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Memory. Short-Term Memory activated memory that holds a few items briefly look up a phone number, then quickly dial before the information is forgotten Long-Term Memory the relatively permanent and limitless storehouse of the memory system Memory Championships, pi , test your memory.

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Memory
Memory

  • Short-Term Memory

    • activated memory that holds a few items briefly

    • look up a phone number, then quickly dial before the information is forgotten

  • Long-Term Memory

    • the relatively permanent and limitless storehouse of the memory system

    • Memory Championships, pi, test your memory


Memory1
Memory

  • Sensory Memory

    • the immediate, initial recording of sensory information in the memory system

  • Working Memory

    • focuses more on the processing of briefly stored information


A simplified memory model

Attention to important

or novel information

Sensory input

Encoding

External

events

Sensory

memory

Short-term

memory

Long-term

memory

Encoding

Retrieving

A Simplified Memory Model


Encoding
Encoding

  • Ebbinghaus used nonsense syllables

    • TUV ZOF GEK WAV

    • the more times practiced on Day 1, the fewer repetitions to relearn on Day 2

  • Spacing Effect

    • distributed practice yields better long- term retention than massed practice


Encoding1

Time in minutes

taken to relearn

list on day 2

20

15

10

5

0

8

16

24

32

42

53

64

Number of repetitions of list on day 1

Encoding


Encoding serial position effect

90

Percentage of

words recalled

80

70

60

50

40

30

20

10

0

1

2

3

4

5

6

7

8

9

10

11

12

Position of word in list

Encoding: Serial Position Effect

Serial Position Effect--tendency to recall best the last items in a list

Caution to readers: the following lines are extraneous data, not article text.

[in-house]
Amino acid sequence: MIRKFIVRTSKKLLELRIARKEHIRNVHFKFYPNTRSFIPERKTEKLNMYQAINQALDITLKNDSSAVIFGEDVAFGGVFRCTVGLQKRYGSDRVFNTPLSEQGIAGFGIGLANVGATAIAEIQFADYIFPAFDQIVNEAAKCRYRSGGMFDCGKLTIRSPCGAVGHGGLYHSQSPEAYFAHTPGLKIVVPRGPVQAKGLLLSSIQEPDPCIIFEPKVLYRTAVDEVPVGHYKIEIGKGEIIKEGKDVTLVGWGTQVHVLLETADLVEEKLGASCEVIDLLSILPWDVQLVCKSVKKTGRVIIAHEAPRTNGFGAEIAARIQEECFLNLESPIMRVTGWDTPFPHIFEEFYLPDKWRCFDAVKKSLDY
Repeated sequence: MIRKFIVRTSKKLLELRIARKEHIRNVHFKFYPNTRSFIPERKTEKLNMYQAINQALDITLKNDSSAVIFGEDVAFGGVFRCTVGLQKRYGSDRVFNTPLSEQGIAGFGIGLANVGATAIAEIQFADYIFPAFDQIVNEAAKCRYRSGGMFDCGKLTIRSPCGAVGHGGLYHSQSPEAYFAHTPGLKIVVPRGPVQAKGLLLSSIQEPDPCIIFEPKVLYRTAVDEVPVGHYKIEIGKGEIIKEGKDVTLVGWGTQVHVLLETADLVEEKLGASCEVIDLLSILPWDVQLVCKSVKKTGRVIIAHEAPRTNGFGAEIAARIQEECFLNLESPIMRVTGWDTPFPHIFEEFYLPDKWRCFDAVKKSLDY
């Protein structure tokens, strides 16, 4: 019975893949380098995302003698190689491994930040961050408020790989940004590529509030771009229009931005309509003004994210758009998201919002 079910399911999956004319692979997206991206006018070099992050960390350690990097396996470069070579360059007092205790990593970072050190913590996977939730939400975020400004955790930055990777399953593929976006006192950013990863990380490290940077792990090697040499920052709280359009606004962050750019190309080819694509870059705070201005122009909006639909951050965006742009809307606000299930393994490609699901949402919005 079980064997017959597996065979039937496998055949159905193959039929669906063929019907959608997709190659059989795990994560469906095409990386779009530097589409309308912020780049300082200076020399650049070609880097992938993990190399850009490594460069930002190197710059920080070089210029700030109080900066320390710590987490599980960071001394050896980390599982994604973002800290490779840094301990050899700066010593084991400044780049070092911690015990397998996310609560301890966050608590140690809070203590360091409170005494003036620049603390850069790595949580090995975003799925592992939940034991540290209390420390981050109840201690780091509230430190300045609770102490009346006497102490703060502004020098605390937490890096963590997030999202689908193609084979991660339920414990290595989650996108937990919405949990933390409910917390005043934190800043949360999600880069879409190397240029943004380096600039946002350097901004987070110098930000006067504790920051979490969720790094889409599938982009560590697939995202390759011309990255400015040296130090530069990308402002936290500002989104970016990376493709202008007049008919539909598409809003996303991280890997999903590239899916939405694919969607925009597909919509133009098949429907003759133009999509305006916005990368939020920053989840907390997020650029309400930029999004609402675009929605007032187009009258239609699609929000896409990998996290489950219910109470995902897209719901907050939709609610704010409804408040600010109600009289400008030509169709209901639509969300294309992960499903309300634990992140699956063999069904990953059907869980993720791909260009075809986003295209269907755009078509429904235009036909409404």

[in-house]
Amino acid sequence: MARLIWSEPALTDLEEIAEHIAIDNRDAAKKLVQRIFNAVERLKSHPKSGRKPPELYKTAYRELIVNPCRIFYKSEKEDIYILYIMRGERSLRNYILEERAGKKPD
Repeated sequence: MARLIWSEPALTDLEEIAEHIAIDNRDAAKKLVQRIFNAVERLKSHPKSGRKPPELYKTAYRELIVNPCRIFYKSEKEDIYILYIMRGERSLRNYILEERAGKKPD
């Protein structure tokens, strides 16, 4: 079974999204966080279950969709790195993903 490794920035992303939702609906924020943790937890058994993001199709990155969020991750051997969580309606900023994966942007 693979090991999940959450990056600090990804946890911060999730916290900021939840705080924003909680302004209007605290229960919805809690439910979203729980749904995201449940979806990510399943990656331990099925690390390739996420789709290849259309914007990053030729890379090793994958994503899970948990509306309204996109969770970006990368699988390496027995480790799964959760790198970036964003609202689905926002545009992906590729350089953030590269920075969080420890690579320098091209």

What do we encode
What Do We Encode?

  • Semantic Encoding

    • encoding of meaning

    • including meaning of words

  • Acoustic Encoding

    • encoding of sound

    • especially sound of words

  • Visual Encoding

    • encoding of picture images



Encoding3

Encoding

(automatic

or effortful)

Meaning

(semantic

Encoding)

Imagery

(visual

Encoding)

Organization

Chunks

Hierarchies

Encoding

  • Hierarchies

    • complex information broken down into broad concepts and further subdivided into categories and subcategories



Storage sensory memory
Storage:Sensory Memory

  • Iconic Memory

    • a momentary sensory memory of visual stimuli

    • a photographic or picture image memory lasting no more that a few tenths of a second

    • Tests of George Sperling

  • Echoic Memory

    • momentary (3-4 sec) sensory memory of auditory stimuli


Storage short term memory

Percentage

who recalled

consonants

90

80

70

60

50

40

30

20

10

0

3

6

9

12

15

18

Time in seconds between presentation

of contestants and recall request

(no rehearsal allowed)

Storage:Short-Term Memory

  • Short-Term Memory

    • limited in duration and capacity